It wasn't surprising to see Uber's (NYSE: UBER) stock slip after the ridesharing giant made its much-awaited debut as a publicly traded company last week. There were indications that Uber's IPO was going to be an underwhelming one despite the company's move to price its shares conservatively, and the predictions didn't disappoint. On its first day of trading, the stock fell more than 7.6% from its IPO price.
What's more, Uber stock slipped another 10.7% on its second day of trading. As of this writing, the company's market cap is around $62 billion.
Ballooning losses, higher expenses, and a slowing pace of growth have taken their toll. And don't be surprised to see Uber stock losing more value as it faces tough challenges.
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Don't miss these ominous signs
Investment bankers were bandying about a $120 billion valuation for Uber last year. But Uber priced its offering in a range of $44 to $50 per share, expecting a valuation in the $80.5 billion to $91.5 billion range.
The fact that Uber's stock fell and its valuation is now below the lower end of the company's expected range seems justified. Uber has clearly told investors not to expect a profit as it spends money to grow the business and keep the competition at bay.
According to an updated S-1 filing, Uber estimates its 2019 first-quarter revenue increased around 19% year over year to a range of $3 billion to $3.1 billion. It expects to report a loss of around $1 billion during the quarter, while the operating loss for all of 2018 was $3 billion.
Uber's top line increased 42% in the previous fiscal year to $11.27 billion, so the slowdown to a 19% increase is worth noting.
So what has caused Uber to lose its momentum? The first thing that springs to my mind is that the competition is taking away Uber's business.
E-commerce research company Edison Trends has found out that Uber's market share in the ridesharing space has dropped 4 percentage points to 64% over the past year. That doesn't come as a big surprise, because the growth in Uber's monthly active customers has slowed down in recent quarters.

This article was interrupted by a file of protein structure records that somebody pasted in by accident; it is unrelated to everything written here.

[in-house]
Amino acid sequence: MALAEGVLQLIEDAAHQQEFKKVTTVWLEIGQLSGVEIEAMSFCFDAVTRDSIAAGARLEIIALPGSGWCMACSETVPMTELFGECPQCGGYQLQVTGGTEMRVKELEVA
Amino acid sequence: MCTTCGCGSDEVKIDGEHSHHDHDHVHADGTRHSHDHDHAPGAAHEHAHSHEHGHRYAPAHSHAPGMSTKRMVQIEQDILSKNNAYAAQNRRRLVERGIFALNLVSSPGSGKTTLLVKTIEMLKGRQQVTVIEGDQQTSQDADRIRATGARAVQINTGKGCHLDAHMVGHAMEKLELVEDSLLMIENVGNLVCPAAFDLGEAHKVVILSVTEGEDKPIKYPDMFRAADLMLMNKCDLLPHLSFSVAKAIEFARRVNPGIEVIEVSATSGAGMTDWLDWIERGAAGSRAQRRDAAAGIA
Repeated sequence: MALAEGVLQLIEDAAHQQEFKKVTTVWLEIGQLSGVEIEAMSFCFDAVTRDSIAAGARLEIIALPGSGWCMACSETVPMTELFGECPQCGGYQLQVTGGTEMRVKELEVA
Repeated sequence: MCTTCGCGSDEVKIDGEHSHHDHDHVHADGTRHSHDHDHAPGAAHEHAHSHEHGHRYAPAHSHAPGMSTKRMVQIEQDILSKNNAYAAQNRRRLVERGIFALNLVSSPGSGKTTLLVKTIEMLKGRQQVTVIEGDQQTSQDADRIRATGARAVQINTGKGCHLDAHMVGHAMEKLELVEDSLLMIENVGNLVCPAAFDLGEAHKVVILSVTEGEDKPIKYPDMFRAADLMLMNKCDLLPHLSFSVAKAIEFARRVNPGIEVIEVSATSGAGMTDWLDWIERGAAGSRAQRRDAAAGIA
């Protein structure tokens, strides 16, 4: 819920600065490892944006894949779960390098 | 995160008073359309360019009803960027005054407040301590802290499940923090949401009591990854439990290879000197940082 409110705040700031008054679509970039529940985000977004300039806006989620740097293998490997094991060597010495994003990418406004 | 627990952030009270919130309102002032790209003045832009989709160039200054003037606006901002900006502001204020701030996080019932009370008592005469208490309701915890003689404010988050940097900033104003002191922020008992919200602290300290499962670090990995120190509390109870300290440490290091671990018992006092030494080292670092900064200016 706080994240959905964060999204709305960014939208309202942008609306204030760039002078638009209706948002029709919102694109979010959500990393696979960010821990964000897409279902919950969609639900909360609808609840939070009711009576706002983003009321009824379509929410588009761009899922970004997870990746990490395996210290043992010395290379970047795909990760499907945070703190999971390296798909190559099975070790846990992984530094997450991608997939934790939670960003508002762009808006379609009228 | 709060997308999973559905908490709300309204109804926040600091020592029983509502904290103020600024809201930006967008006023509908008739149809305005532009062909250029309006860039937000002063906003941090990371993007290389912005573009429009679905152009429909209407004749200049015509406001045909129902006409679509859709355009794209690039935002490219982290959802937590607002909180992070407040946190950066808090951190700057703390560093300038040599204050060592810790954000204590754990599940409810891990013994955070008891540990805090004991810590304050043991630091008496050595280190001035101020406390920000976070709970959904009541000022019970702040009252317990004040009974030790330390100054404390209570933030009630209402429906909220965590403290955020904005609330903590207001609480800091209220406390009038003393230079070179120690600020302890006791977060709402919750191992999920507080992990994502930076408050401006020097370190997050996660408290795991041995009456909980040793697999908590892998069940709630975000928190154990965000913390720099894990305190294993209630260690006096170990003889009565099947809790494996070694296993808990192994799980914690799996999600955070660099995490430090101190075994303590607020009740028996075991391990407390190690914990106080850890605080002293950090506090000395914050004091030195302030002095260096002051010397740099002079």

While Uber's "monthly active platform consumers" increased 35% annually in the final quarter of 2018, rival Lyft saw a 46% annual increase in its active riders last quarter. Uber defines monthly active platform consumers as "the number of unique consumers who completed a Ridesharing or New Mobility [includes bikes and scooters] ride or received an Uber Eats meal on our platform at least once in a given month, averaged over each month in the quarter."
Now that its growth has taken a hit and the competition seems to be eating into its market share, Uber's market cap could fall further, as bearish sentiment can send the stock lower.
Uber faces a bumpy path ahead
A bad stock market debut doesn't mean that Uber will never recover, but the company will need to stay on top of its game to pull things together.
This is because the ridesharing space is witnessing all kinds of diverse competition that could upend Uber's business. Tesla's (NASDAQ: TSLA) Elon Musk, for instance, has an outlandish dream of putting a million "robotaxis" on the roads by next year.
Musk plans to achieve this by upgrading existing Tesla cars with a software update that will give them further self-driving capabilities, letting Tesla owners rent out their vehicles as taxis. This is a really tall claim to make, but it does provide an indication that Uber's market share isn't safe, because nontraditional players are looking to enter the shared mobility space.
Alphabet's (NASDAQ: GOOG) (NASDAQ: GOOGL) self-driving subsidiary, Waymo, is already making steady progress in the robotaxi market. It recently picked up its 1,000th ridesharing customer in Phoenix, nearly six months after launching the service.
Waymo's growth might seem slow, but don't forget that its autonomous ridesharing program was made commercially available to only limited customers across a limited area in December last year. As Waymo expands its service to more markets, there's a good chance that it might be able to eat into Uber's market share.
The bottom line is that Uber has a lot to lose in the ridesharing space.
This is why CEO Dara Khosrowshahi needs to make good on his promise of making Uber the Amazon of transportation, a scenario in which the company can dominate multiple markets and destroy the competition that steps into its path. But if he fails to do that, Uber stock could be in for a rocky ride.
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John Mackey, CEO of Whole Foods Market, an Amazon subsidiary, is a member of The Motley Fool's board of directors. Suzanne Frey, an executive at Alphabet, is a member of The Motley Fool's board of directors. Harsh Chauhan has no position in any of the stocks mentioned. The Motley Fool owns shares of and recommends Alphabet (A shares), Alphabet (C shares), Amazon, and Tesla. The Motley Fool has a disclosure policy.